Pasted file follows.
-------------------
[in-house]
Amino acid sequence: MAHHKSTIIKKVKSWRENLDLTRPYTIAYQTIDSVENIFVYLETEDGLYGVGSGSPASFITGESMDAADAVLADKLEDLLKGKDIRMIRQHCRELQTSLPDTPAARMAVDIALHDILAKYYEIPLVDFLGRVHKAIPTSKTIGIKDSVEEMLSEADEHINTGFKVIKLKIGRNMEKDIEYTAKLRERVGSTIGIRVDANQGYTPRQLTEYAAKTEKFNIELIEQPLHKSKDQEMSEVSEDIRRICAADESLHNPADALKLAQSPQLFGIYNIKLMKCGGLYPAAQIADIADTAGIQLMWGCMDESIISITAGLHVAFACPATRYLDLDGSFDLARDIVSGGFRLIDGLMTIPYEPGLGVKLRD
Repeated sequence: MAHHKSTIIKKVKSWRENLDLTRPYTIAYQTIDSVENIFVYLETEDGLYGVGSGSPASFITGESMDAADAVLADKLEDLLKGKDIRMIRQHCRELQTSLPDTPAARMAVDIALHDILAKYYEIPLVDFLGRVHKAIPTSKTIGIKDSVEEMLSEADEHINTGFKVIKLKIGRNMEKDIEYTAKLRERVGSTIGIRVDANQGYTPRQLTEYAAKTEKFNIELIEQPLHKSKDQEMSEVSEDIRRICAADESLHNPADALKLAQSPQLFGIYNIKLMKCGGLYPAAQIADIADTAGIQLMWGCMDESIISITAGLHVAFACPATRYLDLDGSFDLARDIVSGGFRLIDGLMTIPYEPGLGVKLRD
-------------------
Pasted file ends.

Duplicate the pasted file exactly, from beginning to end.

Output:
[in-house]
Amino acid sequence: MAHHKSTIIKKVKSWRENLDLTRPYTIAYQTIDSVENIFVYLETEDGLYGVGSGSPASFITGESMDAADAVLADKLEDLLKGKDIRMIRQHCRELQTSLPDTPAARMAVDIALHDILAKYYEIPLVDFLGRVHKAIPTSKTIGIKDSVEEMLSEADEHINTGFKVIKLKIGRNMEKDIEYTAKLRERVGSTIGIRVDANQGYTPRQLTEYAAKTEKFNIELIEQPLHKSKDQEMSEVSEDIRRICAADESLHNPADALKLAQSPQLFGIYNIKLMKCGGLYPAAQIADIADTAGIQLMWGCMDESIISITAGLHVAFACPATRYLDLDGSFDLARDIVSGGFRLIDGLMTIPYEPGLGVKLRD
Repeated sequence: MAHHKSTIIKKVKSWRENLDLTRPYTIAYQTIDSVENIFVYLETEDGLYGVGSGSPASFITGESMDAADAVLADKLEDLLKGKDIRMIRQHCRELQTSLPDTPAARMAVDIALHDILAKYYEIPLVDFLGRVHKAIPTSKTIGIKDSVEEMLSEADEHINTGFKVIKLKIGRNMEKDIEYTAKLRERVGSTIGIRVDANQGYTPRQLTEYAAKTEKFNIELIEQPLHKSKDQEMSEVSEDIRRICAADESLHNPADALKLAQSPQLFGIYNIKLMKCGGLYPAAQIADIADTAGIQLMWGCMDESIISITAGLHVAFACPATRYLDLDGSFDLARDIVSGGFRLIDGLMTIPYEPGLGVKLRD